Modern Paris Apartment with a French Country Twist - Home Tour
Ah, French home decor - especially Parisian apartments... Can you get enough? I can't! If you want to see a lovely little Paris apartment decked out in a beautiful, clean style to inspire your own decor, then this home tour is just what you need to see today. I just love it and you won't find it anywhere else on the web yet so for the moment, it's for your eyes only. Of course, feel free to change that by pinning the photos below to your boards on Pinterest. I certainly plan to!
There are so many inspiring features in this newly renovated apartment by Camille Hermand Architectures agency and the apartment is located on the rive droite of Paris, in the south of the fashionable ‘Marais’ district,
Camille Hermand Architectures had a few major design objectives: to optimize space and to improve flow in this very rectangular 78m2 (approx. 800 square feet) space.
The traditional tomette tile flooring inspired the architects to bring in a more contemporary edge to an overall country decor style through the addition of bold colors and modern patterns.
TIP: TOMETTE TILE - Traditional terra cotta tile, hexagonal in shape, eco-friendly and a symbol of Provence and traditional French country homes.
Atelier-style windows were installed to separate the entrance to the living room which was a great idea because before, the front door opened directly into the living room which felt very impersonal.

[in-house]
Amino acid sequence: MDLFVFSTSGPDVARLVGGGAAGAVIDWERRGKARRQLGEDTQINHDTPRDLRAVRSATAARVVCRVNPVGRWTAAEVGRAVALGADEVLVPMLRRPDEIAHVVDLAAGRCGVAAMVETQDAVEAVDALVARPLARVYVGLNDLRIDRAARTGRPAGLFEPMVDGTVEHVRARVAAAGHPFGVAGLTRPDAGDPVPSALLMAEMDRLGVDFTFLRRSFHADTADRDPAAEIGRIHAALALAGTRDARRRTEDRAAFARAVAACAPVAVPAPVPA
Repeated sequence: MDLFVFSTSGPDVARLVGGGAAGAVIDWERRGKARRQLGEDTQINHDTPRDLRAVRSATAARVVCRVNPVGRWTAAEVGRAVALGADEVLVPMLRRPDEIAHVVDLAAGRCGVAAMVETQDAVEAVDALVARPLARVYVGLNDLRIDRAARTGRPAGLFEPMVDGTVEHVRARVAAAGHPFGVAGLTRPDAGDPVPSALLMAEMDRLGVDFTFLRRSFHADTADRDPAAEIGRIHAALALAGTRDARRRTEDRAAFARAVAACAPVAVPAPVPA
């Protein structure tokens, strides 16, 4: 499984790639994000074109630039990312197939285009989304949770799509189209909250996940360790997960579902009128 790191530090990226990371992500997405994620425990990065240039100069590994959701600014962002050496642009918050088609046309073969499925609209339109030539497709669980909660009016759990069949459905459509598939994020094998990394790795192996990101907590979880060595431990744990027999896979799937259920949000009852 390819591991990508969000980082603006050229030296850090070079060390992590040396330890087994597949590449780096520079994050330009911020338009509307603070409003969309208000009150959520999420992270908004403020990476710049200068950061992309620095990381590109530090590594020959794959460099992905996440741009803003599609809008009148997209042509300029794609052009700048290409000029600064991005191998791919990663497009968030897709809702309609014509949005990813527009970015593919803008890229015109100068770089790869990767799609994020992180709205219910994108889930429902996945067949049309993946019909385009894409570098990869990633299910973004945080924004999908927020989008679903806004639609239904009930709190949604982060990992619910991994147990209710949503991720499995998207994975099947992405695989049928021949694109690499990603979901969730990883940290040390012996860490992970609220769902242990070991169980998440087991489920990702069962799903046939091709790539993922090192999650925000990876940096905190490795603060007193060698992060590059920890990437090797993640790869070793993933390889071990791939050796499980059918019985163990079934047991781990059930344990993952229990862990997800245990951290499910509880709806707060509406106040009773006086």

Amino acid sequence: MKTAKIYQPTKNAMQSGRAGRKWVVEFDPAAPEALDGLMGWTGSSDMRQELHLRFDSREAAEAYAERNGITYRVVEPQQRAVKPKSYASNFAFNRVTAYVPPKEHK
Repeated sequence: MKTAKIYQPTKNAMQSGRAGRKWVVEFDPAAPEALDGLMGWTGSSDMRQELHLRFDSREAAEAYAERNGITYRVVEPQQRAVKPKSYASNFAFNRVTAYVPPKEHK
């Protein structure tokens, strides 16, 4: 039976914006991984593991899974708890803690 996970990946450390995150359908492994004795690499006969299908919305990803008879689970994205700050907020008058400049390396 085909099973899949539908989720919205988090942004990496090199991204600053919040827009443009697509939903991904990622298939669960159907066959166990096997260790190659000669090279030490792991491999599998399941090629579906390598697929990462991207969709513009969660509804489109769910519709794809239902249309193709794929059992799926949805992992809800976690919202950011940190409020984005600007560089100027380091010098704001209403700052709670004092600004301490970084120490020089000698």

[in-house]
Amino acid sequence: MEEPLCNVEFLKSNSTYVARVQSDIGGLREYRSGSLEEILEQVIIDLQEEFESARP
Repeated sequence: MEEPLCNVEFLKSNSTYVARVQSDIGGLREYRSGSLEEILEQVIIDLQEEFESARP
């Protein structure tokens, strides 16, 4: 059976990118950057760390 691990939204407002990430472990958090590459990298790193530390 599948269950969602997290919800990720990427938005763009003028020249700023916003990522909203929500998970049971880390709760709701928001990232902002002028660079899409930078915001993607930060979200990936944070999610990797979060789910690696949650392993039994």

I love the style of this space, it's definitely country but with a major twist so it feels very current and even more, young and fresh. I like how clean and bright that this space feels. It's not minimalistic, which I also love because I am so bored seeing 3-4 things in a room - that's not decorating or design to me, that's 3-4 things in a room! Sorry, but it's how I feel.
A home is where you read books and show your art collection and jump on the sofa with your children and throw big cocktail parties where someone is always going to spill a gin tonic on your rug. This apartment feels like you can relax and enjoy being home. It also feels very welcoming and cozy with the soft, inviting seating that still has clean lines but also a sofa you can really sink into and relax upon. I am also very tired of seeing sofa after sofa at fairs that look beautiful but feel like rocks when you sit on them. I don't get it! I don't want to pay to be uncomfortable.
I really love the built-ins in this space for books and objects to display, but also in the hallway, I noticed a built-in wall unit which I imagine holds scarves, mittens, hats, boots, and coats. It's such a clever thing that these architects did, to add these glass doors and windows to separate the living from the entry area.
On the other side of the living room is the dining area and to the right of it, a few stairs take you up to a cozy sleep space.
This is the perfect nook for guests to sleep, or if you have a child, for them to sleep and play. It also is a great TV room for when you want to cozy up and watch a film since the main living room doesn't have a TV.